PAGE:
I feel that with all the above said and done, this is the chance for the City of Fulton to again become the leader in both the state and county. It will take the city coming up with ideas of their own and recommendations. The state wants us (the City of Fulton) to be the poster child for the governor’s new program. This is our chance to go forward with our own ideas letting them know that with these ideas the city and the plan will succeed. We must remember no request is a bad one. The request not asked for and needed is bad. Without a plan of our own we may just be right back here in less than 10 yrs.


Frank Castiglia Jr.

County Legislator-25 District City of Fulton


DEC issues new regulations to combat invasive species

The state Department of Environmental Conservation is proposing new regulations to prevent the introduction and spread of aquatic invasive species (AIS) at DEC boat launches, Commissioner Joe Martens said.

The proposed regulatory changes require boaters to remove all visible plants and animals from boats, trailers and associated equipment and to drain boats before launching at or leaving a DEC boat launch and waterway access.

DEC will accept public comments on the proposal through Feb. 24.  The full text of the proposed regulation can be found on DEC’s website at www.dec.ny.gov/regulations/propregulations.html.

“These proposed regulatory changes are the latest in a series of actions DEC has taken over the past few years to combat the spread of harmful invasive species, including the emerald ash borer,” Martens said.

“Cooperation and assistance from the public is essential in order for these efforts to succeed. Boats, trailers and the equipment can spread aquatic invasive species from waterbody to waterbody and significantly harm recreational and commercial use of a waterbody while having a detrimental effect on native fish, wildlife and plants.

“This regulation is an important component of DEC’s efforts to help ensure AIS-free waters remain free and additional AIS are not introduced to other waters,” he said.

Boaters are advised to carefully check their boats, trailers and equipment for any plant or animal material that may be clinging to it and remove it if found.

Nuisance Invasive Species Disposal Stations are provided at many DEC boat launches for this purpose. The boat should also be completely drained, including live wells, bait wells and bilge tanks, and dried before it is used in another waterbody.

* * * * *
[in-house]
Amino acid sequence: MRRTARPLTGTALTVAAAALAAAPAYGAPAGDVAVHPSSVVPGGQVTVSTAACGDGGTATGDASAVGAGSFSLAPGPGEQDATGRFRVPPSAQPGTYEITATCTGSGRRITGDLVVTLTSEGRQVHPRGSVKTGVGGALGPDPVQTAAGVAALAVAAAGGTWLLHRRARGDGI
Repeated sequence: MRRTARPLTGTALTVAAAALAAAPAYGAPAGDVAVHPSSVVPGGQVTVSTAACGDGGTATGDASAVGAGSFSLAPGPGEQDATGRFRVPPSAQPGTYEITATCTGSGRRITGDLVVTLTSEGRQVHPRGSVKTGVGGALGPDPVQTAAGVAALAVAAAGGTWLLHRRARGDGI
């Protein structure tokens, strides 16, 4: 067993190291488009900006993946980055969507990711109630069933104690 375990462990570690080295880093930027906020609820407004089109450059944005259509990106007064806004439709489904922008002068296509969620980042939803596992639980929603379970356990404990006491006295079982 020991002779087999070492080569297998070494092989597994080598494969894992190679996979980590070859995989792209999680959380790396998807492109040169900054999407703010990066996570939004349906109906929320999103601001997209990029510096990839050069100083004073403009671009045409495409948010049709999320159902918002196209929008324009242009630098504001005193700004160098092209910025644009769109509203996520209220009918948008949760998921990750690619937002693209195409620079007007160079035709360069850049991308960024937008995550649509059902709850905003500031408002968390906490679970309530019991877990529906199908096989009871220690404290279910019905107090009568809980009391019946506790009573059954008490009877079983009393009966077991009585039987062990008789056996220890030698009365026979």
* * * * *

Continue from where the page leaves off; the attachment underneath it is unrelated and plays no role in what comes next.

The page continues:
Recommended drying times for each month of the year can be calculated at http://100thmeridian.org/emersion.asp.

Additional information on aquatic invasive species and preventing their spread can be found at http://www.dec.ny.gov/animals/48221.html.

Comments on the proposed regulations can be sent via e-mail to fishregs@gw.dec.state.ny.us, or mailed to Edward Woltmann, New York State Department of Environmental Conservation, Bureau of Fisheries, 625 Broadway, Albany, NY  12233-4753.  Hard copies of the full text may also be requested from Mr. Woltmann at the above address.

Oswego Hospital welcomes its first baby of the year

Oswego Hospital welcomed its first baby of 2014 at 4:19 a.m. on New Year’s Day.

Aedrienn Plumley was the hospital’s first newborn, weighing 7 pounds 5 ounces and measuring 21 inches long.

Parents are Megan Plumley and Bobby Hoyt. Aedrienn joins two sisters at home.

Members of the Oswego Hospital Auxiliary presented the new family with several gifts to mark the distinction of being the first baby of the year.

Oswego Hospital’s maternity center offers large, attractive private labor and delivery rooms with the latest technology. Each labor and delivery room also has its own bathroom with a large soaking tub. There are also 12 postpartum rooms, which have their own bathrooms, as well as a cheery, homelike atmosphere.

The department is staffed 24 hours a day with either an obstetrician or certified nurse midwife with physician collaboration and with neonatal nurse practitioners for immediate newborn care. For a tour of the facility, call 349-5572.

Flooding hits Sandy Creek area; residents should take precautions

Flooding is occurring west of Route 3 in the Town of Sandy Creek along the shoreline of Lake Ontario, and Town officials are urging residents and homeowners to take precautions and follow flood safety tips.

Town Supervisor Nancy Ridgeway, Town Highway Superintendent Mike Kastler, and County Legislator Margaret Kastler (1st District), along with Oswego County Emergency Management Office Director Dale A. Currier are monitoring the situation closely.

“The town wants to ensure the safety of residents,” Supervisor Ridgeway and Highway Superintendent Kastler said. “People should be very aware of their surroundings.”

People who have a life-threatening situation should call 911.

Town officials are asking residents and property owners west of Route 3 in the town to check their residences, secure propane and other gas tanks, and turn off the electric power if necessary.

“Please don’t travel over flooded roadways,” Highway Superintendent Michael Kastler stressed. “A few inches of water can wash away a vehicle. Turn around and go another way.”

The governor’s declaration of a State of Emergency for heavy lake effect snow on the Tug Hill last week includes Oswego County and is still in effect, Currier said. County Emergency Management and town officials are working to secure state resources to aid the flooding situation in the town.

For updates, people can go to the town’s web page at www.sandycreekny.us.